2015 Super Science Saturday
New Jersey State Museum, 205 West State Street, Trenton, NJ 08625. More info.
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Meeting Location -- Centenary United Methodist Church in Berlin, NJ. Come early (7:15 pm) for coffee and snacks. Google map of location (See written directions below.)
Sterling Hill Images
The Delaware Valley Earth Science Society, Inc., a non-profit organization, was founded in 1956 and incorporated in the State of New Jersey in 1957. The Society promotes interest, knowledge, and the development of skills in the earth sciences. These interests include mineralogy, Paleontology, lapidary arts, archeology, and location preservation. The society supports the conservation of natural resources, advocates the availability of collecting sites, and maintains close contact with those in the academic field.
The Society meets the second Wednesday of each month at the Centenary United Methodist Church at 151 S White Horse Pike, Berlin, NJ 08009. Google map of location. Directions: If you are traveling east on the White Horse Pike (Rt. 30), in the middle of town, you'll pass the Diner and a food mart on your left, followed by a couple of white buildings, then the church is on your left (white with red front doors). Look for a square white steeple tower. There is a one-way driveway on each side of the church - the entrance driveway is on the right side of the church. The Education Bldg. is behind the church. Either park on the side and use the doors in the front (come up one flight of stairs), or park in the back to use the door in the rear.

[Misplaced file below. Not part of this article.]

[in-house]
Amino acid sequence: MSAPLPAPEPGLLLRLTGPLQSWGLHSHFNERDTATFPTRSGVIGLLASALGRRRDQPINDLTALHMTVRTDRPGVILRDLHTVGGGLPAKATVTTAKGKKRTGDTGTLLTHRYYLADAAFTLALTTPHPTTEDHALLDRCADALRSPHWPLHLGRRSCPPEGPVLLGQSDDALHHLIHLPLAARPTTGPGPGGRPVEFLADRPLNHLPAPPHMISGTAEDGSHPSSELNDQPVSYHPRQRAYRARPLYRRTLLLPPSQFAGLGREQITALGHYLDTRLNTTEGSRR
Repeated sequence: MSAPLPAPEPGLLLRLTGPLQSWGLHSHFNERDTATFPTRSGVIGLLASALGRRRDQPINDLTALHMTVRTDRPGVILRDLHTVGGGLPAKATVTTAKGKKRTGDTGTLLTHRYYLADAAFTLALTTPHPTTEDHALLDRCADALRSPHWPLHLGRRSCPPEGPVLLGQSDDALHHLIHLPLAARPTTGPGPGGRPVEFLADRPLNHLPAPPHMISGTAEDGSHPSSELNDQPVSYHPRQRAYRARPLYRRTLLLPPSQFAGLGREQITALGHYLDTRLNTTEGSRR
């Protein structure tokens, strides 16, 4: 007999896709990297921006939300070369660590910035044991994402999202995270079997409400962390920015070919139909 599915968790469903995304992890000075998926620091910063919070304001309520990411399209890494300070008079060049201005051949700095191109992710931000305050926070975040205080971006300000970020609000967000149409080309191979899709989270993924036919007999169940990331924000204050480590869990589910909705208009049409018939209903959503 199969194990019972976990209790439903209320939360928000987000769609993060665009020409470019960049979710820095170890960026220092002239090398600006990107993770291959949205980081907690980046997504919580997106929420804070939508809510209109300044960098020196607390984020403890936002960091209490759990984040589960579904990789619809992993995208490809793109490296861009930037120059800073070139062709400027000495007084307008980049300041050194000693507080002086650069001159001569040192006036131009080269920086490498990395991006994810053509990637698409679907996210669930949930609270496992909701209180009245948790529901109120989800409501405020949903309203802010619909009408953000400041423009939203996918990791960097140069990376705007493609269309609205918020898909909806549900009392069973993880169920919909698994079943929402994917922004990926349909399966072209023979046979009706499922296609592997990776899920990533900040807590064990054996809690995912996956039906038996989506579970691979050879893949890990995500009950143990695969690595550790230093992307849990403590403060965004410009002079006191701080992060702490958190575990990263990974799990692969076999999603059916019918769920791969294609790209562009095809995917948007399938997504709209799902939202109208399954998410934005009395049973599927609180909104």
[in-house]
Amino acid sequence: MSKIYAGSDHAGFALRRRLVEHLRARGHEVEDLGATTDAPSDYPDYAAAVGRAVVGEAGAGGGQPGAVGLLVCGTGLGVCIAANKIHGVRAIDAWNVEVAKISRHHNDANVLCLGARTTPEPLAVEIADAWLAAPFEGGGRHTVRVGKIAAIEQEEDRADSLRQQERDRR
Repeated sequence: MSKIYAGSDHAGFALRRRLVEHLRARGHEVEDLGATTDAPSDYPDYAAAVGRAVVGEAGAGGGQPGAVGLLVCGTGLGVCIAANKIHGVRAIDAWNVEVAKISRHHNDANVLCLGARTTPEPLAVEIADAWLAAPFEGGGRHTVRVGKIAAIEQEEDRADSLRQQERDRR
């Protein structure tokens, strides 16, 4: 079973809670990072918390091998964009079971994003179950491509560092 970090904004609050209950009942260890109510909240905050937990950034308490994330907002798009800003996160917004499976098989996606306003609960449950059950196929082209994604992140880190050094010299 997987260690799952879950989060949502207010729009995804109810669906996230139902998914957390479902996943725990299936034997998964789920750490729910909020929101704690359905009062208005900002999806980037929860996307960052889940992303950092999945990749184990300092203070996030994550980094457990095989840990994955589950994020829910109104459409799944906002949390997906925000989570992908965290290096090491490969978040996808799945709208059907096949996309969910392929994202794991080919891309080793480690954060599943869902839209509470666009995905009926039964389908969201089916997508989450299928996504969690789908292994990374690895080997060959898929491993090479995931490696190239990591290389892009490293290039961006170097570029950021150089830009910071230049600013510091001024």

Meetings start promptly at 7:30 p.m. with the main program followed by the business portion, and conclude around 10 p.m. Meetings are open to the general public.
This was an interesting find. It was a hard clod of mud with a crack that revealed what looked like an edge of a shell. I gently pried it apart, and it contained a perfect casting of a shell imprint. In other words, a shell was there once, then went away, leaving an imprint of its outside. Mud came along and buried the imprint. Everything hardened up until I found it. The half on the left is convex, the half on the right is concave. How old it? Maybe a year, or maybe ten thousand. It was a fun find, even though it is not rock. (See the rest of the story in the Aurora Nov. 2002 section of Photos)